Dec 20, 2013, 7:30 PM EST
Expectations were high heading into the 2013-14 season for the University of Denver. The Pioneers returned their top player in Chris Udofia, and were coming off a season where they finished 22-10, but 16-2 in the WAC — they have since transitioned to the Summit League after the dust settled from conference realignment.
In their final year in the WAC, they seemed destined to reach the NCAA Tournament for the first time in school history, but were upset by Texas State in the conference tournament, a Bobcat team who they defeated twice during the regular season by double-digits.
In the preseason, I was high on Denver. So high, in fact, that the Pioneers were ranked as the fifth best team in the 2013-14 Mid-Major Power Rankings. Did I swing and a miss with that lofty projection? After the first seven games, it looked like that was the case as Denver sat at 2-5 with their lone wins against Alaska Anchorage and Southern University. They dropped from a ranking of 63rd in Ken Pomeroy’s preseason rankings all the way to 187th following the Southern game. They weren’t just losing games, but they weren’t playing well even in the losses.
Granted, Denver’s first three losses came against California, Stanford, and Harvard — the latter two games of which they were competitive — but it appeared they weren’t living up to the hype.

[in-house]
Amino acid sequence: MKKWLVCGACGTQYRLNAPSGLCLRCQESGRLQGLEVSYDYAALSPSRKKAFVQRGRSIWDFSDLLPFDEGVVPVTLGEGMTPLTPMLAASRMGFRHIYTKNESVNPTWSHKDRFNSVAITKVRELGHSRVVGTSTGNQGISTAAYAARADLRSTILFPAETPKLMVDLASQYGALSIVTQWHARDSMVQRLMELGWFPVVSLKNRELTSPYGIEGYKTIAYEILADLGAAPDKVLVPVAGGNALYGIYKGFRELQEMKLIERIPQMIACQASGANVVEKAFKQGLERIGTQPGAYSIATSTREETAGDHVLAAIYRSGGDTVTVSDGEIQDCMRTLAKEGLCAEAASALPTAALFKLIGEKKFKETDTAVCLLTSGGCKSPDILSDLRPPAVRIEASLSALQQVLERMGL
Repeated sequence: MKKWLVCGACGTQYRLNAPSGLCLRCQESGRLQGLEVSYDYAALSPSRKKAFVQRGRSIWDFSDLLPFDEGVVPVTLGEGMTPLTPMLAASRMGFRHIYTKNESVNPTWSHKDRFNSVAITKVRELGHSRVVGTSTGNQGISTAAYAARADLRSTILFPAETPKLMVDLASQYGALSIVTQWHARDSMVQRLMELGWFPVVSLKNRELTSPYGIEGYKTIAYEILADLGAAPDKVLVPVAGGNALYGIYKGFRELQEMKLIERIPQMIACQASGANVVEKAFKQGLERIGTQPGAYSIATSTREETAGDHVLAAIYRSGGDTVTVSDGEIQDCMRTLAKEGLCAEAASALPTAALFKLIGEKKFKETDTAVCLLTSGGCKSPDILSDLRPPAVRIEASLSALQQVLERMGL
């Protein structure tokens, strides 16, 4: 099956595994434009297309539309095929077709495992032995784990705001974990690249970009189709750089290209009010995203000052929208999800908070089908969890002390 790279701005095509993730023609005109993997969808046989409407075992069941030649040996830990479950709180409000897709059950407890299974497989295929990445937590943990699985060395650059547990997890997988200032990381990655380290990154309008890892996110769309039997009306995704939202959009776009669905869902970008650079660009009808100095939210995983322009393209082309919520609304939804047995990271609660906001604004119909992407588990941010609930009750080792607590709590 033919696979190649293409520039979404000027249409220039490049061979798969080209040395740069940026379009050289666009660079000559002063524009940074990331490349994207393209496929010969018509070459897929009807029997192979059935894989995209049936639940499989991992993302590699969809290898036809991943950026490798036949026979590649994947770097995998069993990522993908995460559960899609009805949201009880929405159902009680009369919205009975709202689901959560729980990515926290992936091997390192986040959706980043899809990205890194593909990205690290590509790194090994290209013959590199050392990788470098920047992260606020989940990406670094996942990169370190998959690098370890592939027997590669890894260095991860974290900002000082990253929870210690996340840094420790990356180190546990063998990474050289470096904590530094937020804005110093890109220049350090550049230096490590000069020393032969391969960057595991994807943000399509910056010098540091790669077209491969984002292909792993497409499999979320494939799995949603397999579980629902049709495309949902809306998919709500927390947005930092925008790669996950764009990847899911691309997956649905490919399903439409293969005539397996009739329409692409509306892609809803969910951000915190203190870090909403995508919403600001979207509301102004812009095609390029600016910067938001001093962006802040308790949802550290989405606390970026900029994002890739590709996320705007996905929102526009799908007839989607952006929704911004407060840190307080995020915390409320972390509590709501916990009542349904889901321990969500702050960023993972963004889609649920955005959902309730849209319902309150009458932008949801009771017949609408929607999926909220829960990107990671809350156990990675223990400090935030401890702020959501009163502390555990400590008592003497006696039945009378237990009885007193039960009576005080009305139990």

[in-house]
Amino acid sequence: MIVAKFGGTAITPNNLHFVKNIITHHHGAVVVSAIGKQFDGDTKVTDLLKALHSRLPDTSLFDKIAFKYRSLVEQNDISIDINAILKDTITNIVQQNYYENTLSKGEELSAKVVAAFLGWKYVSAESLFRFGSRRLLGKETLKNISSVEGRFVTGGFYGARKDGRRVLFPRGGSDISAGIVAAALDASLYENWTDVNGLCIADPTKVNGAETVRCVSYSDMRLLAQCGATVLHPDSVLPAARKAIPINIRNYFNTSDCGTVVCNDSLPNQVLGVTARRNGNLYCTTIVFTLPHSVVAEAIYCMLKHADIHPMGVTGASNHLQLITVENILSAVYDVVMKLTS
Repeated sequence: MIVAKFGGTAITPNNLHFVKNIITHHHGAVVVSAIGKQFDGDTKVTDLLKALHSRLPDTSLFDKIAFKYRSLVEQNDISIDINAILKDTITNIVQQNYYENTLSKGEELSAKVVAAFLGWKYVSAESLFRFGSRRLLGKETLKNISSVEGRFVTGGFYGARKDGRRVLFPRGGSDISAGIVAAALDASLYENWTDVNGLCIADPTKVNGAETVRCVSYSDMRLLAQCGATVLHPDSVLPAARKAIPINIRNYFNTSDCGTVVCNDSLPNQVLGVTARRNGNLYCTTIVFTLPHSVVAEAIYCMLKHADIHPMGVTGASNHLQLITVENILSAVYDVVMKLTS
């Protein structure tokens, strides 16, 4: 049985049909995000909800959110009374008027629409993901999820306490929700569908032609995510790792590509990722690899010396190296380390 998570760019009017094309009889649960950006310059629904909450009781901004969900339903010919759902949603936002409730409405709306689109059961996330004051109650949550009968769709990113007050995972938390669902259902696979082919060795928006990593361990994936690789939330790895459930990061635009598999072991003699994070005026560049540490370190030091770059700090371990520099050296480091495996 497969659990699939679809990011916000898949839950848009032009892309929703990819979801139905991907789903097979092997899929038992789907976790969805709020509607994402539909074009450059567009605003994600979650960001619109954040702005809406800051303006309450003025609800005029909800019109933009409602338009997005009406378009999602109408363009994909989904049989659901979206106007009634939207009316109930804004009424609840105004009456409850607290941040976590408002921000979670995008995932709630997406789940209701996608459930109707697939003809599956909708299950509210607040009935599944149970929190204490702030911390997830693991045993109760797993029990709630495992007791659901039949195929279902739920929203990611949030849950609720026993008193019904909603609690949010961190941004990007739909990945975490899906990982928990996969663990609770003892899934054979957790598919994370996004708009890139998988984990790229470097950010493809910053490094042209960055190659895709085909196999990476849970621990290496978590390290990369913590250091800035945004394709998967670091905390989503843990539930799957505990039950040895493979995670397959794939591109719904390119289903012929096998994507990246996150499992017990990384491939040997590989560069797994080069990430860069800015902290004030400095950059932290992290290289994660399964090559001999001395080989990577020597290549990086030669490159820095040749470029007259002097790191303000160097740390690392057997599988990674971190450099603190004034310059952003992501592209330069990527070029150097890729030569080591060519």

Not so fast. The Pios — after sleepwalking, to an extent — through their first half of the non-conference portion of their schedule, are back on track. Wins over Colorado State and Wyoming were good signs, but throttling Belmont by 28 points earlier this week garnered the attention of the nation — at least those who had circled Denver vs. Belmont on their college basketball viewing calendars.
An even-keeled Joe Scott never panicked. He said after the big win over Belmont:
We’ve been playing really well over the last six games. We’re 5-1 in our last six and a whisker of a rebound away from 6-0. If you just look at the improvement of our team over the last month, it’s really unbelievable. It’s just a credit to all our guys, a credit to the team. It’s a credit to the leadership of Chris [Udofia] and Brett [Olson] and Cam [Griffin], and guys have just stayed with it. We knew we have a chance to become a pretty good team. It was just a matter of putting the pieces in and finding the right rotation.
Olson and Udofia have both jump-started Denver and been the keys to the improvement. After the first four games of the season — all losses — Udofia had scored in double-figures just once and Olson twice. Since the loss to Pepperdine at the Great Alaskan Shootout, each has notched double-figure scoring totals in every game.
A trademark of Scott’s strategy is to slow the game down to a snail’s crawl. Denver plays at the ninth slowest pace in the country. They are extremely methodical on offense and make defenses work, but when the Pioneers don’t score it doesn’t much matter the pace they play. Fortunately, Udofia and Olson have been much better on the offensive end during the streak.
Scott said about the early season games, “At some level, you’ve got to credit our schedule for making us grow up real quick.”
Will the strong play continue and will Denver win the Summit in their first season in the league? That remains to be seen. One hot streak doesn’t make a season. With three of their next five games coming against UC Irvine, UTEP, and St. Joseph’s, Denver has an opportunity to continue to prove that the 0-4 start was an anomaly.
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